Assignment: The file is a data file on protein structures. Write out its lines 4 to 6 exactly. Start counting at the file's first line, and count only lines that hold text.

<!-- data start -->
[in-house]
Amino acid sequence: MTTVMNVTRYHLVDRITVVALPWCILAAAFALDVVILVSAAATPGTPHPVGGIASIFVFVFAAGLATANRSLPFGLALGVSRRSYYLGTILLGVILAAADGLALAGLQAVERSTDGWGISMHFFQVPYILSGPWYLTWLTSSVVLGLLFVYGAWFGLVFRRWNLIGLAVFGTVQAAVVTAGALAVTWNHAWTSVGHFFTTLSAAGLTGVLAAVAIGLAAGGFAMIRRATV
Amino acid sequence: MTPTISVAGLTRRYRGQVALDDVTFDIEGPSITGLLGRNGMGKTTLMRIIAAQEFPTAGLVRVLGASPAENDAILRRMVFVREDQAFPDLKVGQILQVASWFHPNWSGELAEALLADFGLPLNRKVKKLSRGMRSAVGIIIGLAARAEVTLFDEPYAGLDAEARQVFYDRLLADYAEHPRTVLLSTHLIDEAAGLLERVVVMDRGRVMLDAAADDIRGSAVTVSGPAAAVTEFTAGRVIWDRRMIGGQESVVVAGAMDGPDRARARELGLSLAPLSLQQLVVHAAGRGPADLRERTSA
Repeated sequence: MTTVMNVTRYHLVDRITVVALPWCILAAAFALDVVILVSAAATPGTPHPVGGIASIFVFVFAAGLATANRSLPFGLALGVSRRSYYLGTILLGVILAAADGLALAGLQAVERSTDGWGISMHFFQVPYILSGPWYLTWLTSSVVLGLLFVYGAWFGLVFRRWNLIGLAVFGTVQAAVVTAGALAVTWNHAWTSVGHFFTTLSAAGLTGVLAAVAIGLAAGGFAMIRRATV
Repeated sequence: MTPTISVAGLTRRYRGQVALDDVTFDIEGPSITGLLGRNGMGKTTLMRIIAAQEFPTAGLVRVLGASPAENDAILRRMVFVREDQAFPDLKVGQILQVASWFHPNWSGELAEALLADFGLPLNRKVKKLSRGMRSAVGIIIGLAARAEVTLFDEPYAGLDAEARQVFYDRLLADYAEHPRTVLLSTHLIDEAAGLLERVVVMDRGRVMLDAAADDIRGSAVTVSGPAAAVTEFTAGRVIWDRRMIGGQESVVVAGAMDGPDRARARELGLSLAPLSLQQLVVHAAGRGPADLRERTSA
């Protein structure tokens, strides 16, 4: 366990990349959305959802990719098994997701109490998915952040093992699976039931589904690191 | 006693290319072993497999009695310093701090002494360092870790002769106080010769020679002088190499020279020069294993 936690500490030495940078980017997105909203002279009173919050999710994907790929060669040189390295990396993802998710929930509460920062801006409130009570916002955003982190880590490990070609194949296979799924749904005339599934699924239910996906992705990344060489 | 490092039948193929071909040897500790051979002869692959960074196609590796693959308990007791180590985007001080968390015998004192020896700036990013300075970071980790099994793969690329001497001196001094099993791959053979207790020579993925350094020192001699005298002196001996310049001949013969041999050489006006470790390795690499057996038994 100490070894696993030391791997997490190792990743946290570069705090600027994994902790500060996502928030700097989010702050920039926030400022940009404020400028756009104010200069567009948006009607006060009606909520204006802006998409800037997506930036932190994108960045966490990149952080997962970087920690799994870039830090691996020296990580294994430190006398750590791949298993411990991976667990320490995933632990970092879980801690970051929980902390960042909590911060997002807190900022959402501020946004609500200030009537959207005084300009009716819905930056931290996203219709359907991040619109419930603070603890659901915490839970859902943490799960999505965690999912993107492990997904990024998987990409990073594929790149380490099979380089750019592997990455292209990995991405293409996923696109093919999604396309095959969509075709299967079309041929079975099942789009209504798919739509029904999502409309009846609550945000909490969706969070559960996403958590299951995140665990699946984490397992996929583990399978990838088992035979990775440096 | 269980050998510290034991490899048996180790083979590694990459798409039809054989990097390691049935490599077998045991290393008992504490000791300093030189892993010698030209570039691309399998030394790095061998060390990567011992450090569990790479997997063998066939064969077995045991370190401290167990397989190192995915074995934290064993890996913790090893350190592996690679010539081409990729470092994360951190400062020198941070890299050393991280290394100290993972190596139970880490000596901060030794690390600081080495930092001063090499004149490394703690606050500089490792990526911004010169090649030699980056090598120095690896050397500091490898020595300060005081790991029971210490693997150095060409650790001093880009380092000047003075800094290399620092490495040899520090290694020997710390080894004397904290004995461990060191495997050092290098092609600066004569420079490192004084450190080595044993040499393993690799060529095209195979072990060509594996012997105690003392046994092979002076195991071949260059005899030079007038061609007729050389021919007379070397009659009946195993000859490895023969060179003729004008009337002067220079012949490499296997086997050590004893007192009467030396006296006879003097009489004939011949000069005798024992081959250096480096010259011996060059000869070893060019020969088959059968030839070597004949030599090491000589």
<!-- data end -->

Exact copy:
Repeated sequence: MTTVMNVTRYHLVDRITVVALPWCILAAAFALDVVILVSAAATPGTPHPVGGIASIFVFVFAAGLATANRSLPFGLALGVSRRSYYLGTILLGVILAAADGLALAGLQAVERSTDGWGISMHFFQVPYILSGPWYLTWLTSSVVLGLLFVYGAWFGLVFRRWNLIGLAVFGTVQAAVVTAGALAVTWNHAWTSVGHFFTTLSAAGLTGVLAAVAIGLAAGGFAMIRRATV
Repeated sequence: MTPTISVAGLTRRYRGQVALDDVTFDIEGPSITGLLGRNGMGKTTLMRIIAAQEFPTAGLVRVLGASPAENDAILRRMVFVREDQAFPDLKVGQILQVASWFHPNWSGELAEALLADFGLPLNRKVKKLSRGMRSAVGIIIGLAARAEVTLFDEPYAGLDAEARQVFYDRLLADYAEHPRTVLLSTHLIDEAAGLLERVVVMDRGRVMLDAAADDIRGSAVTVSGPAAAVTEFTAGRVIWDRRMIGGQESVVVAGAMDGPDRARARELGLSLAPLSLQQLVVHAAGRGPADLRERTSA
């Protein structure tokens, strides 16, 4: 366990990349959305959802990719098994997701109490998915952040093992699976039931589904690191 | 006693290319072993497999009695310093701090002494360092870790002769106080010769020679002088190499020279020069294993 936690500490030495940078980017997105909203002279009173919050999710994907790929060669040189390295990396993802998710929930509460920062801006409130009570916002955003982190880590490990070609194949296979799924749904005339599934699924239910996906992705990344060489 | 490092039948193929071909040897500790051979002869692959960074196609590796693959308990007791180590985007001080968390015998004192020896700036990013300075970071980790099994793969690329001497001196001094099993791959053979207790020579993925350094020192001699005298002196001996310049001949013969041999050489006006470790390795690499057996038994 100490070894696993030391791997997490190792990743946290570069705090600027994994902790500060996502928030700097989010702050920039926030400022940009404020400028756009104010200069567009948006009607006060009606909520204006802006998409800037997506930036932190994108960045966490990149952080997962970087920690799994870039830090691996020296990580294994430190006398750590791949298993411990991976667990320490995933632990970092879980801690970051929980902390960042909590911060997002807190900022959402501020946004609500200030009537959207005084300009009716819905930056931290996203219709359907991040619109419930603070603890659901915490839970859902943490799960999505965690999912993107492990997904990024998987990409990073594929790149380490099979380089750019592997990455292209990995991405293409996923696109093919999604396309095959969509075709299967079309041929079975099942789009209504798919739509029904999502409309009846609550945000909490969706969070559960996403958590299951995140665990699946984490397992996929583990399978990838088992035979990775440096 | 269980050998510290034991490899048996180790083979590694990459798409039809054989990097390691049935490599077998045991290393008992504490000791300093030189892993010698030209570039691309399998030394790095061998060390990567011992450090569990790479997997063998066939064969077995045991370190401290167990397989190192995915074995934290064993890996913790090893350190592996690679010539081409990729470092994360951190400062020198941070890299050393991280290394100290993972190596139970880490000596901060030794690390600081080495930092001063090499004149490394703690606050500089490792990526911004010169090649030699980056090598120095690896050397500091490898020595300060005081790991029971210490693997150095060409650790001093880009380092000047003075800094290399620092490495040899520090290694020997710390080894004397904290004995461990060191495997050092290098092609600066004569420079490192004084450190080595044993040499393993690799060529095209195979072990060509594996012997105690003392046994092979002076195991071949260059005899030079007038061609007729050389021919007379070397009659009946195993000859490895023969060179003729004008009337002067220079012949490499296997086997050590004893007192009467030396006296006879003097009489004939011949000069005798024992081959250096480096010259011996060059000869070893060019020969088959059968030839070597004949030599090491000589």